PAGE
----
Undaunted by these warnings, they ask him, “What then shall we do?” And rather than obfuscating, or responding with further parables or prophetic riddles, John answers them plainly. He tells them simply that they are called to give someone who needs it your second coat, give someone who needs it your extra food. In short he is telling them to love their neighbour. He is making it clear that God’s initiative to act in history has consequences for the way in which they are called to live their lives in this moment. John is insisting that notwithstanding the cosmic, transcendent scale of God’s movement in inaugurating the Kingdom, there remains the imminent demand for ethical behaviour in our personal lives and within our several vocations.

To make this point unequivocally, Luke tells us that the first to come asking further clarification were members of two professions that would not have been considered honourable, and which would in later times be prohibit” Within any sphere of human activity, it is possible to act in a way that is oriented to the carrying out of God’s commandments. Indeed, what he is asking is not unreasonable, perfectly in keeping with the status of Luke’s readers, for John the Baptist does not demand or expect apostolic poverty; rather he calls upon the people share without necessarily becoming poor themselves.(1) The main thrust of John’s argument is both a clear statement that all are included in this work of repentance and a warning against greed. If you have more than you need, share with those who have nothing. If you do a job that puts you in a position of power over other people’s lives, their money and possessions, do not take advantage of it, work for the good of the people with whom you are brought into contact.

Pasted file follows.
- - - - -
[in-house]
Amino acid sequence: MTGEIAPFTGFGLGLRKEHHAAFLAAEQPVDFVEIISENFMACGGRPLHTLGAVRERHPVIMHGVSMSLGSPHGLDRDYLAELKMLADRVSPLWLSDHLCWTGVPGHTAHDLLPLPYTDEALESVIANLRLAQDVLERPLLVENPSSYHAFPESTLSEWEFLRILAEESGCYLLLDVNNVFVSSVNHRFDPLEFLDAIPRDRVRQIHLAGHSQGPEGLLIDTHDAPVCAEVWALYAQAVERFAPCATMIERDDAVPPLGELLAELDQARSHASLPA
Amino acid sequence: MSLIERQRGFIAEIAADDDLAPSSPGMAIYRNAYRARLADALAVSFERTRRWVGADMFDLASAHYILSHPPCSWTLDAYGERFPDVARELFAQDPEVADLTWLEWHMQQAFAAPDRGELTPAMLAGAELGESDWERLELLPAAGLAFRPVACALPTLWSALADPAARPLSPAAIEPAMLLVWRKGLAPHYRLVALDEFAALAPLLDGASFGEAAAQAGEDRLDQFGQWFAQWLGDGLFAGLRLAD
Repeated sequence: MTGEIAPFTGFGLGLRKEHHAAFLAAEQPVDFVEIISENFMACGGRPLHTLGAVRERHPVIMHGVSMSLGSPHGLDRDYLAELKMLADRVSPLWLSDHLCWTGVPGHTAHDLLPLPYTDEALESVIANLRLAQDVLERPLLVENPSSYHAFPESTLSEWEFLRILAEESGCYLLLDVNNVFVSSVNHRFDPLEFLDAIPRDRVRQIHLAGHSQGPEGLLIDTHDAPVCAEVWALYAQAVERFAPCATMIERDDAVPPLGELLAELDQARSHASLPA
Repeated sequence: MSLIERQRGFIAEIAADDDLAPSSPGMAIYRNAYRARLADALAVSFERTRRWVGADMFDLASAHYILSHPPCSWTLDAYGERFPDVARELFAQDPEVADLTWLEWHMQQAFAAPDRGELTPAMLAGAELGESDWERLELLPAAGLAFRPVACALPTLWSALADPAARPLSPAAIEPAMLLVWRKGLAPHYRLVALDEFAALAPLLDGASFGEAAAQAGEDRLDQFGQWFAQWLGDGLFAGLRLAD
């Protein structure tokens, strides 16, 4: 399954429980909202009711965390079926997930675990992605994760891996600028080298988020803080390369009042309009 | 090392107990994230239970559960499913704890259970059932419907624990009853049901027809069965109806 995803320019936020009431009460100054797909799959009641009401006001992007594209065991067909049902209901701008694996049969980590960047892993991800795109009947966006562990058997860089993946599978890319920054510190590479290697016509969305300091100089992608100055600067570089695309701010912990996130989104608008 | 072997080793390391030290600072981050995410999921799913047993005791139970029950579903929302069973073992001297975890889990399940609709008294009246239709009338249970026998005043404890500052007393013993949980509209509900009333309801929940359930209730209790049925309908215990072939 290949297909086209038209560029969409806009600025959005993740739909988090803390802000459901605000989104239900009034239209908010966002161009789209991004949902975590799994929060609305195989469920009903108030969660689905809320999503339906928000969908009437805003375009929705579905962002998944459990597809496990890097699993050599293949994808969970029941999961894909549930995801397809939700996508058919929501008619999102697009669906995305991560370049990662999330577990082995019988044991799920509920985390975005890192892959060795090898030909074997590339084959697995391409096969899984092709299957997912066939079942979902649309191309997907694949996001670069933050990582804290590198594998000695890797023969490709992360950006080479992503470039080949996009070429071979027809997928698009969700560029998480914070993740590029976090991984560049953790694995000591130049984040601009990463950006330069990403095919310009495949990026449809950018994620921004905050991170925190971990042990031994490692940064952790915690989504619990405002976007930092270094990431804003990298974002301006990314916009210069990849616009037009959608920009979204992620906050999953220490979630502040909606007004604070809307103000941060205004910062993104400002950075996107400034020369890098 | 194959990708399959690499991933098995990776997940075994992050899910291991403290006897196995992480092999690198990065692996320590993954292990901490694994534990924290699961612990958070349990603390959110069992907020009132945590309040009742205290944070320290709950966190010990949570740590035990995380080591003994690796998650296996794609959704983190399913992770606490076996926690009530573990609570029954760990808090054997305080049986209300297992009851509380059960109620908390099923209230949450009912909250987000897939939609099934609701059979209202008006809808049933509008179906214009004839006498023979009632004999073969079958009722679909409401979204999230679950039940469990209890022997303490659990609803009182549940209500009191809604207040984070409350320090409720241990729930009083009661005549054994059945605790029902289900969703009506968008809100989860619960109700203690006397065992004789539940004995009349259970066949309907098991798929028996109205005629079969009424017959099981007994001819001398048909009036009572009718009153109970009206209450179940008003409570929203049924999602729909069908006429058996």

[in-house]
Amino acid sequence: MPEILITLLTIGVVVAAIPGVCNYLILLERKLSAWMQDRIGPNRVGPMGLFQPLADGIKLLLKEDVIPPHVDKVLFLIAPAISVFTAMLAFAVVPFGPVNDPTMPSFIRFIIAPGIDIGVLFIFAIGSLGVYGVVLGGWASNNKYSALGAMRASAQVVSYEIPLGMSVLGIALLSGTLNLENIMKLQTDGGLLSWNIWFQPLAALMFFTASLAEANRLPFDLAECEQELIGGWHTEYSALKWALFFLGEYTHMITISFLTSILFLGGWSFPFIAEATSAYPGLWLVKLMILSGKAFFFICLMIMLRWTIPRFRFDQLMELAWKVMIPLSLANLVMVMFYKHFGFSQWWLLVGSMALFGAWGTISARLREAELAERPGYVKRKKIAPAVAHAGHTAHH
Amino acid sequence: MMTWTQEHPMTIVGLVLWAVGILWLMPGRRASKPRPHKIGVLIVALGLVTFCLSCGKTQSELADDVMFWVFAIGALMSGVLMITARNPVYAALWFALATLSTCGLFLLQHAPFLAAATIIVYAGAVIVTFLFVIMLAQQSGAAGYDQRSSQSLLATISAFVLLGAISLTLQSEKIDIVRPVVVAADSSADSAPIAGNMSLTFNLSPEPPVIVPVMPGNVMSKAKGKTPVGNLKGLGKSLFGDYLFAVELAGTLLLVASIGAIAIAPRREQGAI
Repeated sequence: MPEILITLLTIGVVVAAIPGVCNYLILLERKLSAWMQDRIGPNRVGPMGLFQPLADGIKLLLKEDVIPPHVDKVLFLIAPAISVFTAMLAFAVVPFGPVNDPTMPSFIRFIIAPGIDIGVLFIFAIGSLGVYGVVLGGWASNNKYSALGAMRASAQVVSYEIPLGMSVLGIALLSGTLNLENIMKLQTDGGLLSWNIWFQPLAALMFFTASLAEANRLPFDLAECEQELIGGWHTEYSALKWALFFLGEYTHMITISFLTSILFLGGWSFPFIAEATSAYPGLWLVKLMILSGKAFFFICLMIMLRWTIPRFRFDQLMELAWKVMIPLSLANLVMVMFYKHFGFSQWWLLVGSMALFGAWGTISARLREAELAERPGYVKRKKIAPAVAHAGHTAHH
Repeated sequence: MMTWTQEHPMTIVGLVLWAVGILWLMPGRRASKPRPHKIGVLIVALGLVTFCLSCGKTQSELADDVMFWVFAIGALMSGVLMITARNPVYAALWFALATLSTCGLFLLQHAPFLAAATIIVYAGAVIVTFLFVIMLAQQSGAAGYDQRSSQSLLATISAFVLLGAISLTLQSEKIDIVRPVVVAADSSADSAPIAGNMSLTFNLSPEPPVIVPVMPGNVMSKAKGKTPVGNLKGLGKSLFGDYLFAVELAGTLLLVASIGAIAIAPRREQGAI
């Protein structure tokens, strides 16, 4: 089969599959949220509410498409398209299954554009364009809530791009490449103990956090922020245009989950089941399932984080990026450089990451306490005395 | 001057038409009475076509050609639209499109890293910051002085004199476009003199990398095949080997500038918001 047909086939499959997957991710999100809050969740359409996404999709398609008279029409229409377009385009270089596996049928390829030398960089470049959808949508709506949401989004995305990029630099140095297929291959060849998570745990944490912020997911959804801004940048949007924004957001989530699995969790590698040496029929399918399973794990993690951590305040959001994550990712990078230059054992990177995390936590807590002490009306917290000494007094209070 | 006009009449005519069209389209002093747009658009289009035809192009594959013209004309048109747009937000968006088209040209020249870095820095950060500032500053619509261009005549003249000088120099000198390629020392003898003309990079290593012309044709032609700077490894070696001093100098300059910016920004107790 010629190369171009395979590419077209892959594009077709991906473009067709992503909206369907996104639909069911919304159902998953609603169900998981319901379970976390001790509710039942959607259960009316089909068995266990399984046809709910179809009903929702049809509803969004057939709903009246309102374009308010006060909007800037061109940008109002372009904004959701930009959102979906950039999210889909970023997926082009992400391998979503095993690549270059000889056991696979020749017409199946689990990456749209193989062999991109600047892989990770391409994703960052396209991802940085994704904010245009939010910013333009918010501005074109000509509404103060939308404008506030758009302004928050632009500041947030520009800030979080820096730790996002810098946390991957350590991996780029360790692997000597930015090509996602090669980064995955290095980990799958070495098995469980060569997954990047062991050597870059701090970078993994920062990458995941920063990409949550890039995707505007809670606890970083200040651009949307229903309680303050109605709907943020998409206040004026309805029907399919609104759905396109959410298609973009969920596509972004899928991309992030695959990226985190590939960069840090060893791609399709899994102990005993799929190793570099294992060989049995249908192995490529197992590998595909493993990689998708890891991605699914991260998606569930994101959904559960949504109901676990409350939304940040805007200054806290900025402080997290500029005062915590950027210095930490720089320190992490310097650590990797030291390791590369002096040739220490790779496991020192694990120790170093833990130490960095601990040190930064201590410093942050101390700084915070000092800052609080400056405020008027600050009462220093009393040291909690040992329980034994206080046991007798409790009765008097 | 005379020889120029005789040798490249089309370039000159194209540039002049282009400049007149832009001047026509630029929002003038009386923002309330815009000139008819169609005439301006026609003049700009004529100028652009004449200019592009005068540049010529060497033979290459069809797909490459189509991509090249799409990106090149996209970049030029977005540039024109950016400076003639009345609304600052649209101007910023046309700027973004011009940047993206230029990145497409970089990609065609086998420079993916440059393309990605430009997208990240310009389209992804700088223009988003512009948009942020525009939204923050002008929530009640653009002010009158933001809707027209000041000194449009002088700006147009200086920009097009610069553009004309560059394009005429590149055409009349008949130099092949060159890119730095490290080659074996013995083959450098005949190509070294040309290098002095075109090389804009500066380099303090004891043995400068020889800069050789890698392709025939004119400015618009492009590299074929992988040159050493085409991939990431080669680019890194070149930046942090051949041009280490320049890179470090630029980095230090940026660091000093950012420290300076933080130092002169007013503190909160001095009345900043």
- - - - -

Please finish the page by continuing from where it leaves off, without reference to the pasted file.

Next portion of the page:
John also wants to make it clear that there are further consequences for failing to act in this perfectly reasonable manner. John goes on to explain, “His winnowing fork is in his hand, to clear his threshing floor, and to gather the wheat into his granary, but the chaff he will burn with unquenchable fire. So, with many other exhortations, he preached good news to the people.” Perhaps to our ears—and even theirs—this might not have seemed like such good news. In reporting it thusly, however, Luke is making it clear that preaching before the Resurrection and Pentecost, John the Baptist is proclaiming the Gospel of Jesus Christ, the Good News of the coming Kingdom of God. John is telling his hearers that Christ will come and hold them to account for their actions in this world. It matters what we do and how we live our lives. God is acting, God is inviting us in, we can use our free will to choose whether to act in accordance with the Kingdom or in opposition to it. God has acted, now it is time for us to act, for salvation is a mutual emterprise.(2)